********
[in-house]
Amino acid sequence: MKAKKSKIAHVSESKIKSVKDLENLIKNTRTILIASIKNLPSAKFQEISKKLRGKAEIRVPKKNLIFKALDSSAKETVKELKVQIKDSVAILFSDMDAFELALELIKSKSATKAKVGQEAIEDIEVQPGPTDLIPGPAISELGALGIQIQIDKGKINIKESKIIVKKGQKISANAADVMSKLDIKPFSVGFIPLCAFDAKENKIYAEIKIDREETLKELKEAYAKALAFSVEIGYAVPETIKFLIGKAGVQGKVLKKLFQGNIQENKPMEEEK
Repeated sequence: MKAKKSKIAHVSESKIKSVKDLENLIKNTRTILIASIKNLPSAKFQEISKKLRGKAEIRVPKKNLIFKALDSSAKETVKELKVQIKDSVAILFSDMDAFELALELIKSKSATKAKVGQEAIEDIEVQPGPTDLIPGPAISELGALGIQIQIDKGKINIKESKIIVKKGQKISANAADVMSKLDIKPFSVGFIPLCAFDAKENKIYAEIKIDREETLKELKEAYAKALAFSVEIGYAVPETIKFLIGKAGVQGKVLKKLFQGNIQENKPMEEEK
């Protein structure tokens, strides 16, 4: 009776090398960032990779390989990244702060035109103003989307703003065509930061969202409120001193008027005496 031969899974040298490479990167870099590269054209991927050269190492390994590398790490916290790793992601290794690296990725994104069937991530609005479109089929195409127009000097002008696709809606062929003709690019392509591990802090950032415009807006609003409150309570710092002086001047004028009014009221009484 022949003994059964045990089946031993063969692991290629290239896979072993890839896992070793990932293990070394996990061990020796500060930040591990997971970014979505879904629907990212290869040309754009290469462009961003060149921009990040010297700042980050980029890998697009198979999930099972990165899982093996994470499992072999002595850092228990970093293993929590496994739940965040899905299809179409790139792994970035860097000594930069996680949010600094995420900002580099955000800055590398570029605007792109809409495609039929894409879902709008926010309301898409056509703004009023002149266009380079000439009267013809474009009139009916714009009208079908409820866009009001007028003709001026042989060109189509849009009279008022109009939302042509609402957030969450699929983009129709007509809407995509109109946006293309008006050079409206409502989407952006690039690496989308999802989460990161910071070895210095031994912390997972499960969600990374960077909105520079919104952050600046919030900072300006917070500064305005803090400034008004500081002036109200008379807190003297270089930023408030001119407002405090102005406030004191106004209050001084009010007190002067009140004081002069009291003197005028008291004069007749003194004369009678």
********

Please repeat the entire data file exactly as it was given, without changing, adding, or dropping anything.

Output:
[in-house]
Amino acid sequence: MKAKKSKIAHVSESKIKSVKDLENLIKNTRTILIASIKNLPSAKFQEISKKLRGKAEIRVPKKNLIFKALDSSAKETVKELKVQIKDSVAILFSDMDAFELALELIKSKSATKAKVGQEAIEDIEVQPGPTDLIPGPAISELGALGIQIQIDKGKINIKESKIIVKKGQKISANAADVMSKLDIKPFSVGFIPLCAFDAKENKIYAEIKIDREETLKELKEAYAKALAFSVEIGYAVPETIKFLIGKAGVQGKVLKKLFQGNIQENKPMEEEK
Repeated sequence: MKAKKSKIAHVSESKIKSVKDLENLIKNTRTILIASIKNLPSAKFQEISKKLRGKAEIRVPKKNLIFKALDSSAKETVKELKVQIKDSVAILFSDMDAFELALELIKSKSATKAKVGQEAIEDIEVQPGPTDLIPGPAISELGALGIQIQIDKGKINIKESKIIVKKGQKISANAADVMSKLDIKPFSVGFIPLCAFDAKENKIYAEIKIDREETLKELKEAYAKALAFSVEIGYAVPETIKFLIGKAGVQGKVLKKLFQGNIQENKPMEEEK
């Protein structure tokens, strides 16, 4: 009776090398960032990779390989990244702060035109103003989307703003065509930061969202409120001193008027005496 031969899974040298490479990167870099590269054209991927050269190492390994590398790490916290790793992601290794690296990725994104069937991530609005479109089929195409127009000097002008696709809606062929003709690019392509591990802090950032415009807006609003409150309570710092002086001047004028009014009221009484 022949003994059964045990089946031993063969692991290629290239896979072993890839896992070793990932293990070394996990061990020796500060930040591990997971970014979505879904629907990212290869040309754009290469462009961003060149921009990040010297700042980050980029890998697009198979999930099972990165899982093996994470499992072999002595850092228990970093293993929590496994739940965040899905299809179409790139792994970035860097000594930069996680949010600094995420900002580099955000800055590398570029605007792109809409495609039929894409879902709008926010309301898409056509703004009023002149266009380079000439009267013809474009009139009916714009009208079908409820866009009001007028003709001026042989060109189509849009009279008022109009939302042509609402957030969450699929983009129709007509809407995509109109946006293309008006050079409206409502989407952006690039690496989308999802989460990161910071070895210095031994912390997972499960969600990374960077909105520079919104952050600046919030900072300006917070500064305005803090400034008004500081002036109200008379807190003297270089930023408030001119407002405090102005406030004191106004209050001084009010007190002067009140004081002069009291003197005028008291004069007749003194004369009678």